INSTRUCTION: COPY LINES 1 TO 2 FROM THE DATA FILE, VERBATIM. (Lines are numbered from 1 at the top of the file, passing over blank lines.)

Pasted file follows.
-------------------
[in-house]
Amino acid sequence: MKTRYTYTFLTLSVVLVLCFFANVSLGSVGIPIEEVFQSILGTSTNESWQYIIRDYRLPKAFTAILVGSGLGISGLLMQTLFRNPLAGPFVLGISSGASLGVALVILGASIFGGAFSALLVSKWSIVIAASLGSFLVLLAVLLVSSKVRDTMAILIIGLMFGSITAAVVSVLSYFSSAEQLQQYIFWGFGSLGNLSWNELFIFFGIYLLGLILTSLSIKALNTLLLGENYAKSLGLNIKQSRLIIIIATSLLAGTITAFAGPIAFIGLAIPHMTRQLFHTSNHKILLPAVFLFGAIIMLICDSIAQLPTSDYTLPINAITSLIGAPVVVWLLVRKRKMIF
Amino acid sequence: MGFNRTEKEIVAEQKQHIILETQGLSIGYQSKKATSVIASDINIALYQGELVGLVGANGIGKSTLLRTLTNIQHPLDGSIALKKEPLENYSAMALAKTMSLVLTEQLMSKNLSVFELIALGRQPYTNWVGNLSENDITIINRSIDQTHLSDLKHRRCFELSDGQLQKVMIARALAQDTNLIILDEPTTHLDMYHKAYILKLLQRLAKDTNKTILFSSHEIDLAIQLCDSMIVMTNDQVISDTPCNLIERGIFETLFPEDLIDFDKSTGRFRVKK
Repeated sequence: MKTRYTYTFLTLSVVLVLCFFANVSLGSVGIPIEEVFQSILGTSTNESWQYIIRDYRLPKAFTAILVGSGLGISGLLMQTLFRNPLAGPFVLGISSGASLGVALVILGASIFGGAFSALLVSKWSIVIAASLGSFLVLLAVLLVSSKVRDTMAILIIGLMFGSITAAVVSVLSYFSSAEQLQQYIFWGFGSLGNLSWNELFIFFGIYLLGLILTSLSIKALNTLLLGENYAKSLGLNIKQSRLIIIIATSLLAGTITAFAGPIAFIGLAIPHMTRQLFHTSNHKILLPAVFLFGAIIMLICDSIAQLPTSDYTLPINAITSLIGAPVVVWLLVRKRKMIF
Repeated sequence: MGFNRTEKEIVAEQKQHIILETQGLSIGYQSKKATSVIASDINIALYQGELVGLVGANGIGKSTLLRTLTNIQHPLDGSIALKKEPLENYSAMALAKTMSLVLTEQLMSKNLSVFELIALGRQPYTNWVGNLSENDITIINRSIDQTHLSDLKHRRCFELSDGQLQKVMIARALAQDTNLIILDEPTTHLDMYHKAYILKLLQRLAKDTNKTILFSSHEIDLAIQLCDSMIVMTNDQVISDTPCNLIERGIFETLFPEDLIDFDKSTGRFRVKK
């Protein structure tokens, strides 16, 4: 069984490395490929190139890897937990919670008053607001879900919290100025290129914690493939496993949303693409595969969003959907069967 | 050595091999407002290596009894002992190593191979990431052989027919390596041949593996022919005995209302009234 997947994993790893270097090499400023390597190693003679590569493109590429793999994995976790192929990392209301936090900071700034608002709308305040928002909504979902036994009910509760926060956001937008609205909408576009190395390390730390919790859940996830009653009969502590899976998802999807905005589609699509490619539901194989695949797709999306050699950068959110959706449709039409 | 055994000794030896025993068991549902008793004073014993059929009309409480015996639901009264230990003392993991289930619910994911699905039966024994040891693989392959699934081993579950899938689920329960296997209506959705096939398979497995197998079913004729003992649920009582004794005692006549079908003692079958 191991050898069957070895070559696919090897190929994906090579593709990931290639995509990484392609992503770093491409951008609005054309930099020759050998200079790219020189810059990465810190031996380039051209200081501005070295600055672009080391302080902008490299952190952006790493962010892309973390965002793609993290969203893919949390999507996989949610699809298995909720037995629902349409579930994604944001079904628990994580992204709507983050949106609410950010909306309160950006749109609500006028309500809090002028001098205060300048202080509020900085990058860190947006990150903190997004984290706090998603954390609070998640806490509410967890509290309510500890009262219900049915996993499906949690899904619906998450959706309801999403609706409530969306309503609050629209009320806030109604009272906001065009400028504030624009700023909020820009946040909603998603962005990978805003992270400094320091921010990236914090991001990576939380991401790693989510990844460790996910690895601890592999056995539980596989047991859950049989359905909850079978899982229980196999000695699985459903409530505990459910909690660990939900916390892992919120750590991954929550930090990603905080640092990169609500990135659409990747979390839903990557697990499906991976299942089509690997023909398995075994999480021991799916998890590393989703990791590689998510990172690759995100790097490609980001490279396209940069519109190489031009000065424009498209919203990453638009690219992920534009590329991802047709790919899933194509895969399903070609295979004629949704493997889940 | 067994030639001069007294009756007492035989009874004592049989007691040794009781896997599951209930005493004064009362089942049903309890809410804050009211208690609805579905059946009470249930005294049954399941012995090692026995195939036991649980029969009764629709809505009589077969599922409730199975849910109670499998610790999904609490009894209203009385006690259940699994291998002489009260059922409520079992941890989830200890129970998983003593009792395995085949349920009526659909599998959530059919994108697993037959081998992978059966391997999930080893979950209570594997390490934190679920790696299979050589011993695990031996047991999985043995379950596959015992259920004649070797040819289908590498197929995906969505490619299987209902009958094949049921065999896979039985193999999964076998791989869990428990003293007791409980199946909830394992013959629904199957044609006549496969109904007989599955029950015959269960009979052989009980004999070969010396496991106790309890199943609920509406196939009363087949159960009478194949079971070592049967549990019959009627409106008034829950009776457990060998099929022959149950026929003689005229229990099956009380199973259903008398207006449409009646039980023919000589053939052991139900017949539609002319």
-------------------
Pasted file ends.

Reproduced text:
[in-house]
Amino acid sequence: MKTRYTYTFLTLSVVLVLCFFANVSLGSVGIPIEEVFQSILGTSTNESWQYIIRDYRLPKAFTAILVGSGLGISGLLMQTLFRNPLAGPFVLGISSGASLGVALVILGASIFGGAFSALLVSKWSIVIAASLGSFLVLLAVLLVSSKVRDTMAILIIGLMFGSITAAVVSVLSYFSSAEQLQQYIFWGFGSLGNLSWNELFIFFGIYLLGLILTSLSIKALNTLLLGENYAKSLGLNIKQSRLIIIIATSLLAGTITAFAGPIAFIGLAIPHMTRQLFHTSNHKILLPAVFLFGAIIMLICDSIAQLPTSDYTLPINAITSLIGAPVVVWLLVRKRKMIF